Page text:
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Uber to land on the Costa before the summer with at least 200 vehicles

A so-called VTC in the pick-up bay next to taxis at Malaga train station.
A so-called VTC in the pick-up bay next to taxis at Malaga train station. / Francis Silva
  • The ridesharing platform is about to launch in Malaga, Marbella, Fuengirola, Mijas, Torremolinos and Benalmádena

The transport sector in Malaga will welcome a new operator this summer. The digital ridesharing platform Uber, which now boasts a presence in 600 cities around the world, is finalising its arrival on the Costa del Sol which will see the initial introduction of around 200 vehicles.

After first arriving in Madrid in 2016, and then Barcelona last year, the company has its sights set on Malaga, despite it being the province with the highest ratio of VTCs (vehicles with a driver) compared to taxis (one to every 4.4).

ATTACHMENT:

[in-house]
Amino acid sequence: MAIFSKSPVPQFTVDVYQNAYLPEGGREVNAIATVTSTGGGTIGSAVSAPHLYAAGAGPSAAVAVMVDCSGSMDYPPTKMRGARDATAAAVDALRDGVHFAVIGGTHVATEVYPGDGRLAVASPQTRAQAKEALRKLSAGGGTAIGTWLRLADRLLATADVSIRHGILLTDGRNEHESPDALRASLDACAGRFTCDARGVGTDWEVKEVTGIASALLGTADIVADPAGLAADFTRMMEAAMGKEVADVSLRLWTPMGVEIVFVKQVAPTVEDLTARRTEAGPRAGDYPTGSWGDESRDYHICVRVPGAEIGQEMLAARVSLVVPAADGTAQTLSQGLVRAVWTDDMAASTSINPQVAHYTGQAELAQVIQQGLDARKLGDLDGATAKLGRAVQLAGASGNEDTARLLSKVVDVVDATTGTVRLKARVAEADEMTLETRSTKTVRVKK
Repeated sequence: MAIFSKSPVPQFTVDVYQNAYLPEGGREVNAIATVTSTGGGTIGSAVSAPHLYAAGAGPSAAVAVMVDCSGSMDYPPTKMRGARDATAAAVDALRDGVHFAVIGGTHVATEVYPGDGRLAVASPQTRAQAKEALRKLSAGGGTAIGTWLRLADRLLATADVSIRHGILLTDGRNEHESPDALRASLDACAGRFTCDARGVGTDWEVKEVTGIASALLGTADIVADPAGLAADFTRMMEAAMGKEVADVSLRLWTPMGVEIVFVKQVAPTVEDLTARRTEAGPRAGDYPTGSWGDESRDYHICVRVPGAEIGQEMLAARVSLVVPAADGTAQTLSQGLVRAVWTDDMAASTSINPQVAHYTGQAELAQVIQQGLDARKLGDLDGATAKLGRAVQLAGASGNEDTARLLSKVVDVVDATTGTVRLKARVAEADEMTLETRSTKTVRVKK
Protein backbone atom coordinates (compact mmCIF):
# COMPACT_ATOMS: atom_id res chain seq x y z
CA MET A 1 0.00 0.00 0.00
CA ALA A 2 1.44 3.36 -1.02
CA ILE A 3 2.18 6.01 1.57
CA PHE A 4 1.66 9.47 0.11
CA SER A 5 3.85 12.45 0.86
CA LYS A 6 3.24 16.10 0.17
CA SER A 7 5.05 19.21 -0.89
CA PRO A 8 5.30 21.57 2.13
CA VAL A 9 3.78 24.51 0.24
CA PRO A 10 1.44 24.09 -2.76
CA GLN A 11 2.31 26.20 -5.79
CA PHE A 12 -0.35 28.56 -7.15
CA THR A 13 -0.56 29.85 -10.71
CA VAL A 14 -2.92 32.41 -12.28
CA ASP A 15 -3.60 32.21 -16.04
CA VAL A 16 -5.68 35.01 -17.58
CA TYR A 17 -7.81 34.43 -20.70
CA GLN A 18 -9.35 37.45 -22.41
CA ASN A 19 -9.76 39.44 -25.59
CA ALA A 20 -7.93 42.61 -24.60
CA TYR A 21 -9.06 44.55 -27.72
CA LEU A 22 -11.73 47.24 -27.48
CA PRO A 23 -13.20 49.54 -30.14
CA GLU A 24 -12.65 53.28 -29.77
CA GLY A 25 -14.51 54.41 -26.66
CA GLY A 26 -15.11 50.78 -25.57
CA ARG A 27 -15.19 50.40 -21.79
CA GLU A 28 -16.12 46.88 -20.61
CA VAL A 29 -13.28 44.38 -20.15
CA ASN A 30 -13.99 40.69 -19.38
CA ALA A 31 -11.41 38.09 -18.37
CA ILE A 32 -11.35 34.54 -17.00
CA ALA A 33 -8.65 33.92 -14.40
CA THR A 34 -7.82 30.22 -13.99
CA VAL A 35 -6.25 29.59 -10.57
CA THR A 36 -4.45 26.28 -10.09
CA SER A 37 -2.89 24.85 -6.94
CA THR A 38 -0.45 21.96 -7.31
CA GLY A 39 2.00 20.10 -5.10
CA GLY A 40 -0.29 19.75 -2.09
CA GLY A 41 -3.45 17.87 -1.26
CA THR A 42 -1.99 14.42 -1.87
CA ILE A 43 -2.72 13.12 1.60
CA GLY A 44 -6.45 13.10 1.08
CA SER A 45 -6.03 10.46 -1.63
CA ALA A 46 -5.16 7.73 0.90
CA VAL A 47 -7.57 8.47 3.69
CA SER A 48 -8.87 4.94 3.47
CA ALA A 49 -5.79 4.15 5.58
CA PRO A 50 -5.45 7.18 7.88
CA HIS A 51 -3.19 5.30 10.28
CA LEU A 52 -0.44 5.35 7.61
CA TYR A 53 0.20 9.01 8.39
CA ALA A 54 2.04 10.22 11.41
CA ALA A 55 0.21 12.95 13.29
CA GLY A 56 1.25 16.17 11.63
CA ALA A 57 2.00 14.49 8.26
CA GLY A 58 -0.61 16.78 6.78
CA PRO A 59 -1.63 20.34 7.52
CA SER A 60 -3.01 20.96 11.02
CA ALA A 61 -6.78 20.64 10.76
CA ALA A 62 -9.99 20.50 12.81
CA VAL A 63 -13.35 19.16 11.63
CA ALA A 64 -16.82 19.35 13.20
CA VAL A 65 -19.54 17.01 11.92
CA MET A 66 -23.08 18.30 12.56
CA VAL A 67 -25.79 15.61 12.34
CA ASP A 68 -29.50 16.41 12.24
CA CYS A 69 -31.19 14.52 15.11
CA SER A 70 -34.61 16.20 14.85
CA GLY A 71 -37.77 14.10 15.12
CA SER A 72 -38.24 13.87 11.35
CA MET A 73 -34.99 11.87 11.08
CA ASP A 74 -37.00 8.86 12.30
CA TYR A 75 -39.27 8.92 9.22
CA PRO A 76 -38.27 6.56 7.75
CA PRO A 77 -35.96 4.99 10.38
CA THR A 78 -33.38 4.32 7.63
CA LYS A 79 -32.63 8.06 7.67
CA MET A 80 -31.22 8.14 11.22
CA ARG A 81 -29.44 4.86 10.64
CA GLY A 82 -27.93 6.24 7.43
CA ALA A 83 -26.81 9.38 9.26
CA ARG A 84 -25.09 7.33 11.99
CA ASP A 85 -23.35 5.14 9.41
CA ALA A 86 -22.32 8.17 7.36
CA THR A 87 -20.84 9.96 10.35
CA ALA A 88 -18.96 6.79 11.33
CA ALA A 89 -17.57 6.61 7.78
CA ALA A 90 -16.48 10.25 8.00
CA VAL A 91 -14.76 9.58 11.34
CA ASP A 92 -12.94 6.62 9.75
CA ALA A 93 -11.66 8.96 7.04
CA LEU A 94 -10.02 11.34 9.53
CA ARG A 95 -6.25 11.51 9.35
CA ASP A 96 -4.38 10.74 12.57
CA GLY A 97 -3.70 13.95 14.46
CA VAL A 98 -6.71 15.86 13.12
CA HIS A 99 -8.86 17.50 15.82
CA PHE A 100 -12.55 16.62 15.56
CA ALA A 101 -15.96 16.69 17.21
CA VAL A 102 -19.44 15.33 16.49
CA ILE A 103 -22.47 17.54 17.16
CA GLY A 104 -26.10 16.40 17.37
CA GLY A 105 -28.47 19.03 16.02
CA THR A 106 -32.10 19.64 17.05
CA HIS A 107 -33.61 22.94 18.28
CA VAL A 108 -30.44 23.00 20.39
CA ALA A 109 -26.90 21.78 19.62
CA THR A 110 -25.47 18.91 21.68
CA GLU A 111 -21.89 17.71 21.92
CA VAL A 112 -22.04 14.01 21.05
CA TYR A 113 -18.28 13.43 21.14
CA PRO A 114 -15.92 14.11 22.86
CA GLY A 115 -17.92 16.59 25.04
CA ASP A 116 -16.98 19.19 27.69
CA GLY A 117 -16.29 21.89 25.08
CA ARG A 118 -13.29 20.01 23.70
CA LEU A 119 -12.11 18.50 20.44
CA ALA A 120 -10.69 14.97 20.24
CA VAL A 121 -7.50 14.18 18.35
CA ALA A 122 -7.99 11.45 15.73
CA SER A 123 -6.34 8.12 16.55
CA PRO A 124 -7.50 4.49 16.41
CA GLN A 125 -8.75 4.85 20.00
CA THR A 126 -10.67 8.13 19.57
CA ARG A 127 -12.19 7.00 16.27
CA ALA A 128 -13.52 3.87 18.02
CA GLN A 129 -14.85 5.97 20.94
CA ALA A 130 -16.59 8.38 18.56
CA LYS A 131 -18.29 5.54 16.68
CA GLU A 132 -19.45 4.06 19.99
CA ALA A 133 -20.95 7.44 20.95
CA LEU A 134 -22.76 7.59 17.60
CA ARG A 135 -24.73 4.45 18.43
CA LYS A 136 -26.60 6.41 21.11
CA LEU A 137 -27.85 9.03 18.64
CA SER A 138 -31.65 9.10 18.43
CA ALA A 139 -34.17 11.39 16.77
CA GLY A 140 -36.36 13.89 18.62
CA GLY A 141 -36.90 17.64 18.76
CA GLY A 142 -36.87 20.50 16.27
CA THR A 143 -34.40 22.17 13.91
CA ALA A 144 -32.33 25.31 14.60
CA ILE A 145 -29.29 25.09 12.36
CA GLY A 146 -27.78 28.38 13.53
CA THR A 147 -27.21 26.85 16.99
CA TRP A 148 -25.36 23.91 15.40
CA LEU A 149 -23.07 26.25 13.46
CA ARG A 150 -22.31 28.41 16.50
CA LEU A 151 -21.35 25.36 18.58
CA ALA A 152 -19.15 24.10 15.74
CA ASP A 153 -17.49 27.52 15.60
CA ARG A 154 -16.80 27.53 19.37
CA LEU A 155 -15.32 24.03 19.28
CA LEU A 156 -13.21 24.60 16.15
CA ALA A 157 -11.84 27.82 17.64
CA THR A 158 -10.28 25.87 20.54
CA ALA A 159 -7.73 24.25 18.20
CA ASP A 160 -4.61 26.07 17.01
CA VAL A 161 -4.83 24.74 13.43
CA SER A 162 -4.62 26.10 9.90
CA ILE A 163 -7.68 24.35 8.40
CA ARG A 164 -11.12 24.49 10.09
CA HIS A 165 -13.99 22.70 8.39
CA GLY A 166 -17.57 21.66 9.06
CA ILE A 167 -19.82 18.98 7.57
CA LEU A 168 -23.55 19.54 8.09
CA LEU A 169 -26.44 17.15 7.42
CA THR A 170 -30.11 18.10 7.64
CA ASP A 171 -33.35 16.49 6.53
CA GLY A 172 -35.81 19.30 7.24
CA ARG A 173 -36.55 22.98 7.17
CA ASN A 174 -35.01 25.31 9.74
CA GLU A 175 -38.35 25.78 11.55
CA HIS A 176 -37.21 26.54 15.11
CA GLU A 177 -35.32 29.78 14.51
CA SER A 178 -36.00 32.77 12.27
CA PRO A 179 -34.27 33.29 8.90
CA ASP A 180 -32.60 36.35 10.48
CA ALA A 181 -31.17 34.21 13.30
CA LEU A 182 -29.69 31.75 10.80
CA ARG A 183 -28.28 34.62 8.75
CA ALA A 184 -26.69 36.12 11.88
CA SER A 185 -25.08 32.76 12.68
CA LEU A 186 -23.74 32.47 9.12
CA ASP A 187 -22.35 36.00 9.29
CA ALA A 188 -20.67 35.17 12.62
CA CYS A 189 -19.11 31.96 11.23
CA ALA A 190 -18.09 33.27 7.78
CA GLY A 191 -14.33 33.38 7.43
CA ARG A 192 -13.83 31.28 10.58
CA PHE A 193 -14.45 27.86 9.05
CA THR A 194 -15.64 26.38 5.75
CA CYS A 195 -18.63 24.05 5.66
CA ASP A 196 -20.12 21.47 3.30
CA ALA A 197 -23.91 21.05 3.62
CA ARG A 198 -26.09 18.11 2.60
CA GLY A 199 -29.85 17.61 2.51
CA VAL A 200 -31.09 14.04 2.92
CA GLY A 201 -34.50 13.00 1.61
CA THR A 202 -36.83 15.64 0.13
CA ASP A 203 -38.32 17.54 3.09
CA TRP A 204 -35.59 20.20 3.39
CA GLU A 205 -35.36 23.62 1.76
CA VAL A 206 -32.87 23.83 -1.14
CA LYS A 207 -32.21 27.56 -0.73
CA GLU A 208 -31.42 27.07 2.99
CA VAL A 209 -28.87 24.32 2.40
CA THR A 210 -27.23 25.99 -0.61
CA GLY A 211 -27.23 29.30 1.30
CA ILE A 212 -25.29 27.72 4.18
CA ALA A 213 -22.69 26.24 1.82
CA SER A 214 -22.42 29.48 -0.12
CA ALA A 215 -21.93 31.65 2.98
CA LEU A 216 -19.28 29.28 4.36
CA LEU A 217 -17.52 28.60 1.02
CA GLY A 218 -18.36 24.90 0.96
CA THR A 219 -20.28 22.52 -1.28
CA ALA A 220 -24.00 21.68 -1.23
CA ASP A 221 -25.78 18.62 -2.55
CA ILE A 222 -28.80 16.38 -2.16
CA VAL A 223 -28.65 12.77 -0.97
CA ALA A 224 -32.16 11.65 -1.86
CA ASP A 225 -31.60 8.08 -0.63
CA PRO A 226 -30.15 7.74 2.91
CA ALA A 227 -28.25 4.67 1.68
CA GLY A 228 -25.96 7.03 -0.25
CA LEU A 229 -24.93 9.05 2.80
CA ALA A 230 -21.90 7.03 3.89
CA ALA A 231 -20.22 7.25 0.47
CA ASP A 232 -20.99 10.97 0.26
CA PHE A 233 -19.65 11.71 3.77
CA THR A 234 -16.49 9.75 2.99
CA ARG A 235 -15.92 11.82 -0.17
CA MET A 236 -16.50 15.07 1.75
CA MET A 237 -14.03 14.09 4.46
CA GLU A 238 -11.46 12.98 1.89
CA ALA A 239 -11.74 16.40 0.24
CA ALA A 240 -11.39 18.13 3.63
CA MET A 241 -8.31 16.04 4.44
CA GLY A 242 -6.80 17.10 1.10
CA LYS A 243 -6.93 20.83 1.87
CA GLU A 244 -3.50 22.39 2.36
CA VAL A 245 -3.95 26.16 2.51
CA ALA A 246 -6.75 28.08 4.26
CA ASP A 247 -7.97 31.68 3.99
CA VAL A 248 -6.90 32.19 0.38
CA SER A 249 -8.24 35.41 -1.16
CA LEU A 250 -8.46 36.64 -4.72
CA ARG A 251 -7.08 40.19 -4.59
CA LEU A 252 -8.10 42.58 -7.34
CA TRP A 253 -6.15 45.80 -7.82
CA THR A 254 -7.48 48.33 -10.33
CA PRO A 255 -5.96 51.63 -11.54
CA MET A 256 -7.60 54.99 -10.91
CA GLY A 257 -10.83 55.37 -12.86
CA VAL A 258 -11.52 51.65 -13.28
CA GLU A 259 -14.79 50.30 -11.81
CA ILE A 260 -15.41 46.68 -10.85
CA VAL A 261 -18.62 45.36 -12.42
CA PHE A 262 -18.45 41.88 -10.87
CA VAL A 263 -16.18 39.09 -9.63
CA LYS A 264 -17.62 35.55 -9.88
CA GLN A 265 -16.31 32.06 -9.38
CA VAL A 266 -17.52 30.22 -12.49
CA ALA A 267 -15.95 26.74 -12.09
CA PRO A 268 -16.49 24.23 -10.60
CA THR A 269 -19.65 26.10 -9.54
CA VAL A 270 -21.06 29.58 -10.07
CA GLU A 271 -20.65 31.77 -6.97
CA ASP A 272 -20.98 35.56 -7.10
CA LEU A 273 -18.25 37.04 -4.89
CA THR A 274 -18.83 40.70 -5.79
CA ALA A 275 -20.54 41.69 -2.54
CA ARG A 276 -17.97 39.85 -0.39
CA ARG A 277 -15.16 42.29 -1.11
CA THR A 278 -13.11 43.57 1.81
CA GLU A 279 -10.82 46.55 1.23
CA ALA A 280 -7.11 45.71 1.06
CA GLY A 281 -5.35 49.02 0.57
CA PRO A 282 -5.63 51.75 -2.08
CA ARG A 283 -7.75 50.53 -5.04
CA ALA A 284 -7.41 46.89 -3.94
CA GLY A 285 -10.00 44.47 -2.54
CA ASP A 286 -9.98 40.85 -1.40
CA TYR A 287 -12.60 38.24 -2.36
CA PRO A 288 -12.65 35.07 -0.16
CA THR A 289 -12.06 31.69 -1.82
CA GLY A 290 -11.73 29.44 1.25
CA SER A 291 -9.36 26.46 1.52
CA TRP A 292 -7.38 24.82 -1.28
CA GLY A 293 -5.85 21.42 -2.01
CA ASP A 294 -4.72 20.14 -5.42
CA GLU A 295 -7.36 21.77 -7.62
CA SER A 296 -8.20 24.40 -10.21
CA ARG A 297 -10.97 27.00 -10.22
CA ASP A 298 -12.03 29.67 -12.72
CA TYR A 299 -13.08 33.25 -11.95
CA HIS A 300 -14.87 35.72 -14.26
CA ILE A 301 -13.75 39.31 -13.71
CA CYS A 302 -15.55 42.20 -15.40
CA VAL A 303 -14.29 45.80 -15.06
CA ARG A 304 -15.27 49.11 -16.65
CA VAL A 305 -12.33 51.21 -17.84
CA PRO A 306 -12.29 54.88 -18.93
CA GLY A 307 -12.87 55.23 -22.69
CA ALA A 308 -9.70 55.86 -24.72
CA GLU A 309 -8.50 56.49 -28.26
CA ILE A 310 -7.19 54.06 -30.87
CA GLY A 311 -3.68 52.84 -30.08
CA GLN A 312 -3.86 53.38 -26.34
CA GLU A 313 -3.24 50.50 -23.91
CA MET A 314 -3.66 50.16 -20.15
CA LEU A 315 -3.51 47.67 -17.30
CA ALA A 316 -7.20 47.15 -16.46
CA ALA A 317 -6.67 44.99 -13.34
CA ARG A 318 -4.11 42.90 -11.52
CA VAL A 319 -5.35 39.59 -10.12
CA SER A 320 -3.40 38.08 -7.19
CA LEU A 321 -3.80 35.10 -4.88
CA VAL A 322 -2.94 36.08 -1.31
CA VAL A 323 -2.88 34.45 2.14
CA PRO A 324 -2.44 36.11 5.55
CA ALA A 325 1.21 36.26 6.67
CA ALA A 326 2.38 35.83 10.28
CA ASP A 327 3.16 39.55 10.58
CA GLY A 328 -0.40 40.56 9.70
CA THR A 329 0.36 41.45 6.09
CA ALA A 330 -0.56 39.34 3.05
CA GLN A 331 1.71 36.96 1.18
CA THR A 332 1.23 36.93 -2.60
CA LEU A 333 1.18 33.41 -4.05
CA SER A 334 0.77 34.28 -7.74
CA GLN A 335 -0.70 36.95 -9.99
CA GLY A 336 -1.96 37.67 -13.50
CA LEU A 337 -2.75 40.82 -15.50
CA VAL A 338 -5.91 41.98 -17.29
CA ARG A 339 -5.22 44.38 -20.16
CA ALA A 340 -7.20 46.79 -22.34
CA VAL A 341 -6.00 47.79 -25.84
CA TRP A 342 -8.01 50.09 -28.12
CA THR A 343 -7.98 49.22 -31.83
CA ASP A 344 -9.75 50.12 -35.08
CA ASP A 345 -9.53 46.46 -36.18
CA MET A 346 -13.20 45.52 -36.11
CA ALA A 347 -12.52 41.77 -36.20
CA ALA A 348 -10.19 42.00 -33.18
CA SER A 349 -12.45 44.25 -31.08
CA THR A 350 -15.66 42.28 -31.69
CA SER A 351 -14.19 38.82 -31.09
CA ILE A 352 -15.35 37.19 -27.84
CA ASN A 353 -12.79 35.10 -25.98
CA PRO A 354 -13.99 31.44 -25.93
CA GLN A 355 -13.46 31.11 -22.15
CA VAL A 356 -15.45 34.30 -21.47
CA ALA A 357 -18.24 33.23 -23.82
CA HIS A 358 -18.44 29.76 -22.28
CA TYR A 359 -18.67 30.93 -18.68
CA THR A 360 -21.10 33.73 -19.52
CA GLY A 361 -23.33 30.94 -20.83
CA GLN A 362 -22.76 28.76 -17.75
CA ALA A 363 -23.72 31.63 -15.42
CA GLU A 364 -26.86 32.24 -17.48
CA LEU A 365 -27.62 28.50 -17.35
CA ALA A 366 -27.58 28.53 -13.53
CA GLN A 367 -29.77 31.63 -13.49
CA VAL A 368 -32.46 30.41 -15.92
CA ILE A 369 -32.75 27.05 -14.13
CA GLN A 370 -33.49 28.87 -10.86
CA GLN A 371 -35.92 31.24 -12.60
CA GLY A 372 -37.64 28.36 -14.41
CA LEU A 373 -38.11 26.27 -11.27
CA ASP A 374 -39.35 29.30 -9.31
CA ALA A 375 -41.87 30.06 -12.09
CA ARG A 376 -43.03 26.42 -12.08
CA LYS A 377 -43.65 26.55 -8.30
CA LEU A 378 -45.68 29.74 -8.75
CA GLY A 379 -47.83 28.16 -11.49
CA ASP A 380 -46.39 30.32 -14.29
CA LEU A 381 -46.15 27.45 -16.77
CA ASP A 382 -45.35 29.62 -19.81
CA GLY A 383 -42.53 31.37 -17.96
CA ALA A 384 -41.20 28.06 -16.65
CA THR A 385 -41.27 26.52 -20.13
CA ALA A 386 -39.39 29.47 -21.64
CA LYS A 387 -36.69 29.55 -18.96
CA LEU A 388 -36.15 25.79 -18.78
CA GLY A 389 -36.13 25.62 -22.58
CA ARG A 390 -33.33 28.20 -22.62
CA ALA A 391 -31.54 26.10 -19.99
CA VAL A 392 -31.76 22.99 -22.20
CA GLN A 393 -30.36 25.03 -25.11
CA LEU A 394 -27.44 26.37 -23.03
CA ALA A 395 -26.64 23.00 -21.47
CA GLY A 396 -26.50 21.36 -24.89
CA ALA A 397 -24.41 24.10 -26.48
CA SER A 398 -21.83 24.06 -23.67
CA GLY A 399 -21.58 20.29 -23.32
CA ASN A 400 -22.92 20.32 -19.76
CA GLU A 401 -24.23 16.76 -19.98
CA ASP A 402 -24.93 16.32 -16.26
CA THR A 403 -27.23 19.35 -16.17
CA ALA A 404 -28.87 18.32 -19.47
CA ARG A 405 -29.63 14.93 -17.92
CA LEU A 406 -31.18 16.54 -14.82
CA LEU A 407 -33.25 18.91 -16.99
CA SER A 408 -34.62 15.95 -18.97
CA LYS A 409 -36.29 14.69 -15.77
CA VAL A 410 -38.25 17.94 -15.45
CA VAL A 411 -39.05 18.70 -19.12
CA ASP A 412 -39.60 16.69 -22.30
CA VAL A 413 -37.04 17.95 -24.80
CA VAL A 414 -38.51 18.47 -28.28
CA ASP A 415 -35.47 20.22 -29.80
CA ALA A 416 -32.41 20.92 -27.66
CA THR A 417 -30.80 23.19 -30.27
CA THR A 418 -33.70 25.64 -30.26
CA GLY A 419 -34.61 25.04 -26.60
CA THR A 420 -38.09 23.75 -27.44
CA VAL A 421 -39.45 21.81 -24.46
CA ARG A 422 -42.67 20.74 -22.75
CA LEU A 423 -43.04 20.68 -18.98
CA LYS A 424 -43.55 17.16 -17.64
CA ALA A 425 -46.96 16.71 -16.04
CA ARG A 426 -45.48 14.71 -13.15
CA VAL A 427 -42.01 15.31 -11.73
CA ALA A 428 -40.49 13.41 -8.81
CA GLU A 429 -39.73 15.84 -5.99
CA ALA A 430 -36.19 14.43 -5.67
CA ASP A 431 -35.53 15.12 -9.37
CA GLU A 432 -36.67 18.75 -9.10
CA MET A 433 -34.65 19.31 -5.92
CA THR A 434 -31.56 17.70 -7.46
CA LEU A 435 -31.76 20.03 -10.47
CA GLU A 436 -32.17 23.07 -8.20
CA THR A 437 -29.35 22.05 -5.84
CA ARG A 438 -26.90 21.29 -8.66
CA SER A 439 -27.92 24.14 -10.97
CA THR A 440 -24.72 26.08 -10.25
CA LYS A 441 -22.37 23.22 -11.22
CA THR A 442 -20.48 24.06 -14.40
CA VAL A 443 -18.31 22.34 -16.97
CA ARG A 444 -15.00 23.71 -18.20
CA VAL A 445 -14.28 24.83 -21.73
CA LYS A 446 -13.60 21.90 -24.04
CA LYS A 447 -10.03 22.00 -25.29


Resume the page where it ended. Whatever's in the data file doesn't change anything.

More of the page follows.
Although the launch date has not been officially set, it is expected that Uber will start offering its services in Malaga and Marbella (and the towns in between) before the start of the high season.

“Initially we are going to set up in Malaga, Torremolinos, Benalmádena, Fuengirola, Mijas and Marbella but we hope to continue growing as new licences are granted,” said the general director of Uber in Spain, Juan Galiardo, who added that the Costa del Sol was chosen because of its huge “tourist potential”.

This is backed up by the numbers. Some 150,000 people of 138 different nationalities, according to Uber studies, tried to order a ride in Malaga through the app last summer. “These figures make us very optimistic because it shows that people from other countries who visit the Costa are demanding our services,” said Galiardo.

The next phase is for the company to make contact with the town halls where it will be operative and try to reach agreements with the largest number possible of licence holders, with 200 the benchmark.

However, unlike principal competitors in Spain, Cabify, Uber will only contract drivers with licences for Andalucía, which they hope will avoid disputes with taxi drivers, who went on strike after VTCs from other parts of Spain came to the province to take advantage of peak times, namely during Malaga Fair, without prebooking.